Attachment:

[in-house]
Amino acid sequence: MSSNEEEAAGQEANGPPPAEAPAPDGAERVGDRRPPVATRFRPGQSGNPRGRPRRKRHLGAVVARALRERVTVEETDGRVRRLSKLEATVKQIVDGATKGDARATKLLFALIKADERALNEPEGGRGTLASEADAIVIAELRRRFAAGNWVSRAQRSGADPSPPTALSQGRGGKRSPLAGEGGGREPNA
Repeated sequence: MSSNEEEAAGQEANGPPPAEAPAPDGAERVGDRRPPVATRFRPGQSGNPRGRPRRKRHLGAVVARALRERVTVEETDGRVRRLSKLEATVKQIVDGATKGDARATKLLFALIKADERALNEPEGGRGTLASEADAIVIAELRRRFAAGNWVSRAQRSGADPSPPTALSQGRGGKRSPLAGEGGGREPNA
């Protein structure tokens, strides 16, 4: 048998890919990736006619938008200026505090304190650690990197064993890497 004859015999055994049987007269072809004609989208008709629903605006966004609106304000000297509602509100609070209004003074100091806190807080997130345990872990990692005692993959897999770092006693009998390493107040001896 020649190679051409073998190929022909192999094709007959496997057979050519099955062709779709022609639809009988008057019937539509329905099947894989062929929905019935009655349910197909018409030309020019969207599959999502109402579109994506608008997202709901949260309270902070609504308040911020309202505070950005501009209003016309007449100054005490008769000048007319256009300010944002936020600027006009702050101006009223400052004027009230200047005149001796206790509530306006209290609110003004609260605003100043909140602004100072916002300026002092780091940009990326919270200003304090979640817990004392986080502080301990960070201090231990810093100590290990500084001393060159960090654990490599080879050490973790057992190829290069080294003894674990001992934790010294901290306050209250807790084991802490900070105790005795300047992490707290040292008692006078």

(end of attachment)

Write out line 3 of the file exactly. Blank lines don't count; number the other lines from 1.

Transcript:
Repeated sequence: MSSNEEEAAGQEANGPPPAEAPAPDGAERVGDRRPPVATRFRPGQSGNPRGRPRRKRHLGAVVARALRERVTVEETDGRVRRLSKLEATVKQIVDGATKGDARATKLLFALIKADERALNEPEGGRGTLASEADAIVIAELRRRFAAGNWVSRAQRSGADPSPPTALSQGRGGKRSPLAGEGGGREPNA